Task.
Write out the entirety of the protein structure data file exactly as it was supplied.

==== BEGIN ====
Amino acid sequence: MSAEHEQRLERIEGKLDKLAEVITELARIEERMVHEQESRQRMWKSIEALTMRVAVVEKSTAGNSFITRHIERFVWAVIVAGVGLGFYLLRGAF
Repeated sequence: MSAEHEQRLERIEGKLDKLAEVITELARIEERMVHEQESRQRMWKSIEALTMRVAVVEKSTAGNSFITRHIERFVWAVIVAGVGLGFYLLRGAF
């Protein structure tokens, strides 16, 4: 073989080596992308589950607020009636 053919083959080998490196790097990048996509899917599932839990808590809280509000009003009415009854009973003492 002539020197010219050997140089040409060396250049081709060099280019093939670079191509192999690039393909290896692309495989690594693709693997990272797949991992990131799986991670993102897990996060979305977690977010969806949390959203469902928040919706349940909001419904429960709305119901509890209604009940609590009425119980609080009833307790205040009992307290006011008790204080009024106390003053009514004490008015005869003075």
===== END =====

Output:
Amino acid sequence: MSAEHEQRLERIEGKLDKLAEVITELARIEERMVHEQESRQRMWKSIEALTMRVAVVEKSTAGNSFITRHIERFVWAVIVAGVGLGFYLLRGAF
Repeated sequence: MSAEHEQRLERIEGKLDKLAEVITELARIEERMVHEQESRQRMWKSIEALTMRVAVVEKSTAGNSFITRHIERFVWAVIVAGVGLGFYLLRGAF
């Protein structure tokens, strides 16, 4: 073989080596992308589950607020009636 053919083959080998490196790097990048996509899917599932839990808590809280509000009003009415009854009973003492 002539020197010219050997140089040409060396250049081709060099280019093939670079191509192999690039393909290896692309495989690594693709693997990272797949991992990131799986991670993102897990996060979305977690977010969806949390959203469902928040919706349940909001419904429960709305119901509890209604009940609590009425119980609080009833307790205040009992307290006011008790204080009024106390003053009514004490008015005869003075």